"From the standpoint of general effectiveness in searching,... the searcher with the widest range of search strategies available is the searcher with the greatest retrieval power."
Marcia J. Bates,THE DESIGN OF BROWSING AND BERRYPICKING TECHNIQUES FOR THE ONLINE SEARCH INTERFACE, Graduate School of Library and Information Science, University of California at Los Angeles
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A systematic review attempts to collate all empirical evidence that fits pre-specified eligibility criteria in order to answer a specific research question. It uses explicit, systematic methods that are selected with a view to minimizing bias, thus providing more reliable findings from which conclusions can be drawn and decisions made (Antman 1992, Oxman 1993). The key characteristics of a systematic review are:
a clearly stated set of objectives with pre-defined eligibility criteria for studies;
an explicit, reproducible methodology;
a systematic search that attempts to identify all studies that would meet the eligibility criteria;
an assessment of the validity of the findings of the included studies, for example through the assessment of risk of bias; and
a systematic presentation, and synthesis, of the characteristics and findings of the included studies.
Many systematic reviews contain meta-analyses. Meta-analysis is the use of statistical methods to summarize the results of independent studies (Glass 1976). By combining information from all relevant studies, meta-analyses can provide more precise estimates of the effects of health care than those derived from the individual studies included within a review (see Chapter 9, Section 9.1.3). They also facilitate investigations of the consistency of evidence across studies, and the exploration of differences across studies.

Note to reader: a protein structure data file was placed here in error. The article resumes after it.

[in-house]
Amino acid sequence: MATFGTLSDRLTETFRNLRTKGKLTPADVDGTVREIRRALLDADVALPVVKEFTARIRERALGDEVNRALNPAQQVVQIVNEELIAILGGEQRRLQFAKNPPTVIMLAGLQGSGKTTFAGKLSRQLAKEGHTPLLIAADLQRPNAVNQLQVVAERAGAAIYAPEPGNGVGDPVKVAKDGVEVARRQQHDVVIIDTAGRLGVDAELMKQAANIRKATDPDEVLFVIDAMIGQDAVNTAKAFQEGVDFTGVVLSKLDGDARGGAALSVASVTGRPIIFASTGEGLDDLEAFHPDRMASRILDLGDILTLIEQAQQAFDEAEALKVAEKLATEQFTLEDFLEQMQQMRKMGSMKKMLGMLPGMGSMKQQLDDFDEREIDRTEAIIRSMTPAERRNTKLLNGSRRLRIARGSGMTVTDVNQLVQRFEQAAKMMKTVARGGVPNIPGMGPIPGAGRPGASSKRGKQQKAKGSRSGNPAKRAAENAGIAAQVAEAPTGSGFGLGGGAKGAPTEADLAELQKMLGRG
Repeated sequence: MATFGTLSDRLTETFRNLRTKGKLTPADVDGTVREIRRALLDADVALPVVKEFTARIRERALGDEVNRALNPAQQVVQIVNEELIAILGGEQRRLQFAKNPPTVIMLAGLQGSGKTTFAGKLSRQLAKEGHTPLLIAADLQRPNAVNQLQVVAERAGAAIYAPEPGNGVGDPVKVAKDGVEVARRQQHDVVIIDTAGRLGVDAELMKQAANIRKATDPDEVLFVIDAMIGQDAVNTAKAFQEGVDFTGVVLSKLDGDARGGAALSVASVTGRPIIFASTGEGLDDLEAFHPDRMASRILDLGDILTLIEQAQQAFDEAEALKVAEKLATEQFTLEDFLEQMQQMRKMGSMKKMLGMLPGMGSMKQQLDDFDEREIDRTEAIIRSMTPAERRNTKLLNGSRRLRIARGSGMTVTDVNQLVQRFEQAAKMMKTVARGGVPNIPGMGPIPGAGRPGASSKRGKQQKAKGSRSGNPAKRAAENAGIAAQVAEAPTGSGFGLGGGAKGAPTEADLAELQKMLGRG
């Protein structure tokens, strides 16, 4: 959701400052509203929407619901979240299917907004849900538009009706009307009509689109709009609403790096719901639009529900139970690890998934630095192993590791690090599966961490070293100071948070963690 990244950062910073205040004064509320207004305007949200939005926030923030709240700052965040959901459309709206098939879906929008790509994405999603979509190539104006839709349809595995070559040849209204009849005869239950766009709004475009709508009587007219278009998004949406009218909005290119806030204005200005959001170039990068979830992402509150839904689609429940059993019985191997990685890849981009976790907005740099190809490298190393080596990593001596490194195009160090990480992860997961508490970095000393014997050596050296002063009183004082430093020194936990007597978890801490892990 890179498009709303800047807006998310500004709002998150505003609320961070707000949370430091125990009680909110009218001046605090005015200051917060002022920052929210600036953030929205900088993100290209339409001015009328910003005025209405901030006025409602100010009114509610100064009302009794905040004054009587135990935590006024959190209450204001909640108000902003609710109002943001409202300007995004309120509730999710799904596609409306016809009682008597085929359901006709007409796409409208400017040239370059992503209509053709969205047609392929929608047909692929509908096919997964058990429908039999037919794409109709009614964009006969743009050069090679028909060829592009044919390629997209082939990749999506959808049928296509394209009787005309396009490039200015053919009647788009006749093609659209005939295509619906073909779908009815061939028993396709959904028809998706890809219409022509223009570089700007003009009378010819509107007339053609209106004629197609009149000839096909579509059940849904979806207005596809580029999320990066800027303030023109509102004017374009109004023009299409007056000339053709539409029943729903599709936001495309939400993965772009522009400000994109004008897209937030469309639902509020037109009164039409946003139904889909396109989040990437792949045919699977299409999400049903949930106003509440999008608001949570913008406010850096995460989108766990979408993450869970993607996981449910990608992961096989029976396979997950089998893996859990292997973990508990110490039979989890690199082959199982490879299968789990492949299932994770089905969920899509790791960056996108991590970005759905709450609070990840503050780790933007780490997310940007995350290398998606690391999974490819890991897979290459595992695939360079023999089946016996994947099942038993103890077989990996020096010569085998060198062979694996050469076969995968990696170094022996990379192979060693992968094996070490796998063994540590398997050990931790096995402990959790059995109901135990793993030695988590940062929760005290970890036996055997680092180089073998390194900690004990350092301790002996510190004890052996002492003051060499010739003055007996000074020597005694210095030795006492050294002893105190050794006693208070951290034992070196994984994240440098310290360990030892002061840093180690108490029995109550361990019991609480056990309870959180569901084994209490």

The value a meta-analysis can add to a review depends on the context in which it is used, as described in Section 9.1.2. The following are reasons for considering including a meta-analysis in a review.
To increase power. Power is the chance of detecting a real effect as statistically significant if it exists. Many individual studies are too small to detect small effects, but when several are combined there is a higher chance of detecting an effect.
To improve precision. The estimation of an intervention effect can be improved when it is based on more information.
To answer questions not posed by the individual studies. Primary studies often involve a specific type of patient and explicitly defined interventions. A selection of studies in which these characteristics differ can allow investigation of the consistency of effect and, if relevant, allow reasons for differences in effect estimates to be investigated.
To settle controversies arising from apparently conflicting studies or to generate new hypotheses. Statistical analysis of findings allows the degree of conflict to be formally assessed, and reasons for different results to be explored and quantified.
Of course, the use of statistical methods does not guarantee that the results of a review are valid, any more than it does for a primary study.Moreover, like any tool, statistical methods can be misused.